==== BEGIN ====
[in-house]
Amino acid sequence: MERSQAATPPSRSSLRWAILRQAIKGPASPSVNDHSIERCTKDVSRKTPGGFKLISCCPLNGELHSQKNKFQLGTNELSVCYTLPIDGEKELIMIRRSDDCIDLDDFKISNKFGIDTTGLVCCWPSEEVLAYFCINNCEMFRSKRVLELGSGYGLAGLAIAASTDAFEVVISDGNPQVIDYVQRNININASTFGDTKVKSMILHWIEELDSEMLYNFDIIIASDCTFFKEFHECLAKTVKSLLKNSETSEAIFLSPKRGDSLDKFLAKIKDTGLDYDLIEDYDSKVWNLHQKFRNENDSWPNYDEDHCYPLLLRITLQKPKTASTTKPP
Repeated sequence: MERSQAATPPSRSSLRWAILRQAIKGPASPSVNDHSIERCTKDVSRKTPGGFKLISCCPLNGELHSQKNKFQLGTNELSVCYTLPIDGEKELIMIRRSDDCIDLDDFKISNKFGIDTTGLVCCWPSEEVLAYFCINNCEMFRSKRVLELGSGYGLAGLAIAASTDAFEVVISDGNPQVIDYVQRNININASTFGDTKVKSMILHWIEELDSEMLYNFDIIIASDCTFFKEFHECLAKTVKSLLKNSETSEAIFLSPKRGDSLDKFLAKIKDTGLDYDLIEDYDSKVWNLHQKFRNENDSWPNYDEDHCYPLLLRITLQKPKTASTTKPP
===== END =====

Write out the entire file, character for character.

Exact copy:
[in-house]
Amino acid sequence: MERSQAATPPSRSSLRWAILRQAIKGPASPSVNDHSIERCTKDVSRKTPGGFKLISCCPLNGELHSQKNKFQLGTNELSVCYTLPIDGEKELIMIRRSDDCIDLDDFKISNKFGIDTTGLVCCWPSEEVLAYFCINNCEMFRSKRVLELGSGYGLAGLAIAASTDAFEVVISDGNPQVIDYVQRNININASTFGDTKVKSMILHWIEELDSEMLYNFDIIIASDCTFFKEFHECLAKTVKSLLKNSETSEAIFLSPKRGDSLDKFLAKIKDTGLDYDLIEDYDSKVWNLHQKFRNENDSWPNYDEDHCYPLLLRITLQKPKTASTTKPP
Repeated sequence: MERSQAATPPSRSSLRWAILRQAIKGPASPSVNDHSIERCTKDVSRKTPGGFKLISCCPLNGELHSQKNKFQLGTNELSVCYTLPIDGEKELIMIRRSDDCIDLDDFKISNKFGIDTTGLVCCWPSEEVLAYFCINNCEMFRSKRVLELGSGYGLAGLAIAASTDAFEVVISDGNPQVIDYVQRNININASTFGDTKVKSMILHWIEELDSEMLYNFDIIIASDCTFFKEFHECLAKTVKSLLKNSETSEAIFLSPKRGDSLDKFLAKIKDTGLDYDLIEDYDSKVWNLHQKFRNENDSWPNYDEDHCYPLLLRITLQKPKTASTTKPP